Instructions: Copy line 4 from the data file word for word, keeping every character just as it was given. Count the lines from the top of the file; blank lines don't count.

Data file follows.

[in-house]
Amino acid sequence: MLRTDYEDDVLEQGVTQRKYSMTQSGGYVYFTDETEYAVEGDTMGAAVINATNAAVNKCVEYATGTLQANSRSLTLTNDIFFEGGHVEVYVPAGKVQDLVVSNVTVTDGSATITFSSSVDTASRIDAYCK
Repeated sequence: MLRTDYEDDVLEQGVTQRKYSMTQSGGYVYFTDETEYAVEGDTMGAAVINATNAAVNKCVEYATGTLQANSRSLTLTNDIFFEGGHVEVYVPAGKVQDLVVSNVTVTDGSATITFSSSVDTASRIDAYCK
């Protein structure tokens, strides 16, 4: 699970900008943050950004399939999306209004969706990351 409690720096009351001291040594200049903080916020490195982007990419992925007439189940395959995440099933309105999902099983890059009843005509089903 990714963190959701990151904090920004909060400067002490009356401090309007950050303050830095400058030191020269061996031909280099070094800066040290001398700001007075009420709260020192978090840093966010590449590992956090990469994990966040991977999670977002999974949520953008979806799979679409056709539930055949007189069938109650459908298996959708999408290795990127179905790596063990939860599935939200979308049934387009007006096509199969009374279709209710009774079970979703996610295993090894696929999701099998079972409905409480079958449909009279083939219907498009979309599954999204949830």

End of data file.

């Protein structure tokens, strides 16, 4: 699970900008943050950004399939999306209004969706990351 409690720096009351001291040594200049903080916020490195982007990419992925007439189940395959995440099933309105999902099983890059009843005509089903 990714963190959701990151904090920004909060400067002490009356401090309007950050303050830095400058030191020269061996031909280099070094800066040290001398700001007075009420709260020192978090840093966010590449590992956090990469994990966040991977999670977002999974949520953008979806799979679409056709539930055949007189069938109650459908298996959708999408290795990127179905790596063990939860599935939200979308049934387009007006096509199969009374279709209710009774079970979703996610295993090894696929999701099998079972409905409480079958449909009279083939219907498009979309599954999204949830």